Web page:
As if things weren’t complicated enough, it could get tougher for Khloe Kardashian and Tristan Thompson when they battle for custody! A lawyer explains exclusively how the exes may work out a deal.
In the wake of his Jordyn Woods cheating scandal, there’s one thing Tristan Thompson and Khloe Kardashian must still come together to do: decide on custody of their 10-month-old daughter, True Thompson. HollywoodLife spoke to Andrew A. Zashin, a family law attorney in Ohio, where Tristan resides, who explained how Khloe and Tristan living in two states could affect their custody agreement. As he puts it, “this could get very messy and very complicated.”
“This case could be a jurisdictional fight, where the home state could be a ‘question of fact’ and we have to determine where the child has lived for the last six months because there’s an act called the UCCJEA (Uniform Child Custody Jurisdiction and Enforcement Act),” Zashin told us EXCLUSIVELY. “Khloe and Tristan could be fighting in two different courts in California and in Ohio. The courts would have to communicate with each other to figure out which state has greater ‘significant connections’ with the child.”
It’s even more complex than that. Zashin says that there’s always a chance that Tristan could fight for True to stay with him in Cleveland, arguing that Khloe could run her business from Ohio. “Since he’s a basketball player and is traveling much of the time, Tristan could explain to a judge that he might barely be able to see his daughter since he’s on the road so often,” Zashin says. “He could make a fight that [Khloe’s] entirely capable of doing what she does in Ohio, and he could even get psychologists involved. Many psychologists would agree that it’s in the best interest of the child to have a lot of contact with both parents, even if it’s for a short period of time, rather than no contact for long periods of time.”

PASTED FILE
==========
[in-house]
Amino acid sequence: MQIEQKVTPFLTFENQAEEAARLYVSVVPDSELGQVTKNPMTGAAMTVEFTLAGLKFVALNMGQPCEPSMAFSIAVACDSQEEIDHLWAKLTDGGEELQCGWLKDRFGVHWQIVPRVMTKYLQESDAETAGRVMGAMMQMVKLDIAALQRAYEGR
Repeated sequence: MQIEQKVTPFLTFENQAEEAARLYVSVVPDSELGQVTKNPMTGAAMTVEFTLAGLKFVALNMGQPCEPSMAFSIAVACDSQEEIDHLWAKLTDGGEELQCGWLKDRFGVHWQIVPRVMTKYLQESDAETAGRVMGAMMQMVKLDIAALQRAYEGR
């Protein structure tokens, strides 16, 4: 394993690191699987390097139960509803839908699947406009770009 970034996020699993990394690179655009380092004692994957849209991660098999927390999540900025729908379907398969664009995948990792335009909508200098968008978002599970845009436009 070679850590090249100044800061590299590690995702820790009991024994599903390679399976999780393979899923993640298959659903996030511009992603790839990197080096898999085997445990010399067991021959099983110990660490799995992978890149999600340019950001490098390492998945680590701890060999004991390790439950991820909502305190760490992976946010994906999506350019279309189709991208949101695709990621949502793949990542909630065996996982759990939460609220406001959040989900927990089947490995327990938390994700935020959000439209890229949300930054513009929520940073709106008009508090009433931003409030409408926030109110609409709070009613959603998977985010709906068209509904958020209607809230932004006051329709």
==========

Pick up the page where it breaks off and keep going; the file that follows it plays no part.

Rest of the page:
He explained that Tristan would likely have a better time obtaining significant custody of True when she’s older, as ferrying a baby back and forth across the country frequently could be “burdensome” for the child. In Ohio, a father has equal rights to the child, however. But, as Zashin says, if it’s determined that True is a resident of California, the decision is up to a California judicial officer.
We also spoke EXCLUSIVELY to David T. Pisarra, a family law attorney from California, who made similar statements as Zashin. “[Tristan] will probably get a weekend here, and a weekend there, and as True grows up, he’ll get more time. But right now True is only 10 months, so she’s [likely] staying with Khloe for now. Most likely, the visitation would be ordered in California, and Tristan would be allowed to see True there. He would have to provide Khloe with some sort of itinerary or agenda of what hotels or friend’s houses he’s staying at if he plans on taking True for an overnight stay.” Pisarra says that while Tristan could legally take True with him to Cleveland on the weekends, it probably won’t happen, as “practically, it’s not realistic.”